A new study led by a researcher at the University of Colorado finds that autism disorder rates in wealthy California counties are declining whereas rates in poorer counties with large numbers of Black and Hispanic families are increasing.
The data raises the possibility that parents in wealthier counties are successfully reducing environmental exposures that may contribute to autism risk, or taking other steps to curb its severity early on.
“While autism was once considered a condition that occurs mainly among Whites of high socioeconomic status, these data suggest that the brunt of severe autism is now increasingly being borne by low-income families and ethnic minorities,” said lead author Cynthia Nevison, an atmospheric research scientist with the Institute of Arctic and Alpine Research at the University of Colorado.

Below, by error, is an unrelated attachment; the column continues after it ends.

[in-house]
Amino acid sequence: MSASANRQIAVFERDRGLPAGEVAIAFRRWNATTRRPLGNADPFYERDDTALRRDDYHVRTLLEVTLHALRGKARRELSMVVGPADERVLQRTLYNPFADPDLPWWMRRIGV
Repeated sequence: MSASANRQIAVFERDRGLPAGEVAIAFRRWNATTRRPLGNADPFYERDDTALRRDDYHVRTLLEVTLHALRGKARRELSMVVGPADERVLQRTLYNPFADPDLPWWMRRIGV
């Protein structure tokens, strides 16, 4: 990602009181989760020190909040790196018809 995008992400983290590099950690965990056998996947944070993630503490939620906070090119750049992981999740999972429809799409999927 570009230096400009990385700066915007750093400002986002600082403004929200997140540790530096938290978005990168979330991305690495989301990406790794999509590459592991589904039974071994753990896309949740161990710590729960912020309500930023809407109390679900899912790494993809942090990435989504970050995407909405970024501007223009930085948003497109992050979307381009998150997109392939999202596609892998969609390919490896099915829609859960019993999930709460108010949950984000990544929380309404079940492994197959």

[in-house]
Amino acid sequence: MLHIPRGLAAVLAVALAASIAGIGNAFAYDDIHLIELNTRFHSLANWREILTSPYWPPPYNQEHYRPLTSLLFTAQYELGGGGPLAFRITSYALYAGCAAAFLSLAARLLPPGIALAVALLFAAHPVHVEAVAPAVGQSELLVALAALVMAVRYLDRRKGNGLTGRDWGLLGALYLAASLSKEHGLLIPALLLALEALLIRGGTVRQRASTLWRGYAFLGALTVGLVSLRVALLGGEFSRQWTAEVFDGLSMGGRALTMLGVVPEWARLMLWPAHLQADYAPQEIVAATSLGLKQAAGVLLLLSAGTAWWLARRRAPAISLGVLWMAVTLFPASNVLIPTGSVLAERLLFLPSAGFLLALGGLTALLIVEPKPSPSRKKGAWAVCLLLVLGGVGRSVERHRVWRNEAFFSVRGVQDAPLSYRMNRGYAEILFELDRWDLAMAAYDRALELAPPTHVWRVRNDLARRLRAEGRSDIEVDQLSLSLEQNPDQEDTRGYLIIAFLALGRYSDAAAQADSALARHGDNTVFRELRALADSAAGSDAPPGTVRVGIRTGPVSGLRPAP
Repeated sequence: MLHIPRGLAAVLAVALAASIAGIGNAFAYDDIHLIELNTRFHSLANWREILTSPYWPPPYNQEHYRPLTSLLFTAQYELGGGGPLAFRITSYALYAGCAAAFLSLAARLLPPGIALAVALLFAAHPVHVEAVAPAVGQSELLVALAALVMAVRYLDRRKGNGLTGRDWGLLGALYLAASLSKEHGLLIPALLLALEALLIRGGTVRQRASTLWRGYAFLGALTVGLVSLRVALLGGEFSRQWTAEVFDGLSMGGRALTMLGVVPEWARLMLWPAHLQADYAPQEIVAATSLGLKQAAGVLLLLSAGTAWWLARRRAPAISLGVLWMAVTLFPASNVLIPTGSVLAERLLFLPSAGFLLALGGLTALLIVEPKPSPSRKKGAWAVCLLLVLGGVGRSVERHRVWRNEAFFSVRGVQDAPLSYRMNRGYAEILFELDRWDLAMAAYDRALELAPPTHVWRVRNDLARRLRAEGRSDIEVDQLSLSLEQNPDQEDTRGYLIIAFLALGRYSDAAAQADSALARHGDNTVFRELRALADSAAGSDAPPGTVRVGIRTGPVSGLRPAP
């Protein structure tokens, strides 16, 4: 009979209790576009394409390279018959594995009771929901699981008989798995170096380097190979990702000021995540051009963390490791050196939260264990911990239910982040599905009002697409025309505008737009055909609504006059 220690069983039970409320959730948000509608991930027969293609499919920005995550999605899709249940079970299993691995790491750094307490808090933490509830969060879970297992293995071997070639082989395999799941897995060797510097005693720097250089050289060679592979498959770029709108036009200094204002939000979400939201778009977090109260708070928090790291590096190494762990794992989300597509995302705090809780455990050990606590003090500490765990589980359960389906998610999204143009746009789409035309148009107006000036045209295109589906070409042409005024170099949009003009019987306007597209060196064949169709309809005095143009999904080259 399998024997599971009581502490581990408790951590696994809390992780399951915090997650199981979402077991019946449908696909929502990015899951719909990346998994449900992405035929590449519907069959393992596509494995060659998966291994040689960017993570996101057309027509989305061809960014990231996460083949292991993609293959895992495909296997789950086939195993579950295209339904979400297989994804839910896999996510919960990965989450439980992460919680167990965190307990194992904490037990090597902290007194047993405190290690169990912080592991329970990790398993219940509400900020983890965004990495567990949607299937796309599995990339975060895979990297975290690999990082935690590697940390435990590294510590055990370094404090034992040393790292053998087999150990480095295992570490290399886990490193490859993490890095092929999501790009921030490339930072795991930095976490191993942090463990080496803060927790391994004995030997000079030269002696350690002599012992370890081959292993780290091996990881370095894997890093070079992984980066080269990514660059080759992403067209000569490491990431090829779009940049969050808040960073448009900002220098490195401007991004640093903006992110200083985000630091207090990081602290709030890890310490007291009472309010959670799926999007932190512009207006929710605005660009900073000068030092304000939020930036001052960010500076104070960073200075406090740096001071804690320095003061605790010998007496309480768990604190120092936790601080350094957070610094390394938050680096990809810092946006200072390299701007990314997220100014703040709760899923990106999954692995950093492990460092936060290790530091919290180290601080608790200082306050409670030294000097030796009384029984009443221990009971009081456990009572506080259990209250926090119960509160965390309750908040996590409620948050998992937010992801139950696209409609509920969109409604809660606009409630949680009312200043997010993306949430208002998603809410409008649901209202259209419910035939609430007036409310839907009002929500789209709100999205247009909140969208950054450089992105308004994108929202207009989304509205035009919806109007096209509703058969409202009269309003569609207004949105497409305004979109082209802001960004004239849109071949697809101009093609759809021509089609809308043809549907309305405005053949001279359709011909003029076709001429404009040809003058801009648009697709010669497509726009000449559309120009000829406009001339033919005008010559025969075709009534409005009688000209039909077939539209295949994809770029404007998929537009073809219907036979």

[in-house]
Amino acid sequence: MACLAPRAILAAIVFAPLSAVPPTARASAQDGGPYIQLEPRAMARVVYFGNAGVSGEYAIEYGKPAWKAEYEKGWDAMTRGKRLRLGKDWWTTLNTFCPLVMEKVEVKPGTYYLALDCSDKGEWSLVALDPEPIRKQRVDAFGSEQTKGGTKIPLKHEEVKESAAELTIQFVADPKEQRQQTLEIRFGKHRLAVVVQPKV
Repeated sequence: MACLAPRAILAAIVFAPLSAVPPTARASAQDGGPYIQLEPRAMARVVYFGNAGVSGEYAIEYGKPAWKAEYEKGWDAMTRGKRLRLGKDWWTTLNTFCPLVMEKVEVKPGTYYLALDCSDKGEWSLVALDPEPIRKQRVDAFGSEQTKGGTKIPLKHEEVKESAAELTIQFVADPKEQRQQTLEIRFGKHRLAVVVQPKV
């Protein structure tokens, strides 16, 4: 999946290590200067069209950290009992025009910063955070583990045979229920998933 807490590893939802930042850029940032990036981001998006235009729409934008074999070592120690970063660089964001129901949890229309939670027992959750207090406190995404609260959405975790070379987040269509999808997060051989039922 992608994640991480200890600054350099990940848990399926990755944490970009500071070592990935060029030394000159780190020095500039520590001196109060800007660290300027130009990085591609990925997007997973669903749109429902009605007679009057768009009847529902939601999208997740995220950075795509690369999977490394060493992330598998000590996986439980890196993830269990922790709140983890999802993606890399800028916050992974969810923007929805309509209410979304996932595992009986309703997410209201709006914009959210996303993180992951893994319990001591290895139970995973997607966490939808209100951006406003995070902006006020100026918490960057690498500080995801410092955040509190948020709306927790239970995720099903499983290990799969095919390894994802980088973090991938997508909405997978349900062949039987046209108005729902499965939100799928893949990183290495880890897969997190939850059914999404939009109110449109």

The study found that between birth years 1993 and 2000, autism prevalence increased steadily among all racial groups. But around 2000, the trajectories started to diverge: Prevalence among Whites in wealthy counties like Santa Clara (home to Silicon Valley) and from Monterey to the San Francisco coast started to decline. Meanwhile, the study found, incidence among Blacks has increased rapidly across California, marking the highest rates among any ethnic or racial group.
“There is an urgent need to understand what wealthy California parents are doing or have access to that may be lowering their children’s risk,” the authors conclude.
The full study, “California Autism Prevalence by County and Race/Ethnicity: Declining Trends Among Wealthy Whites,” was published on the website of the Journal of Autism and Development Disorders. It may be accessed here.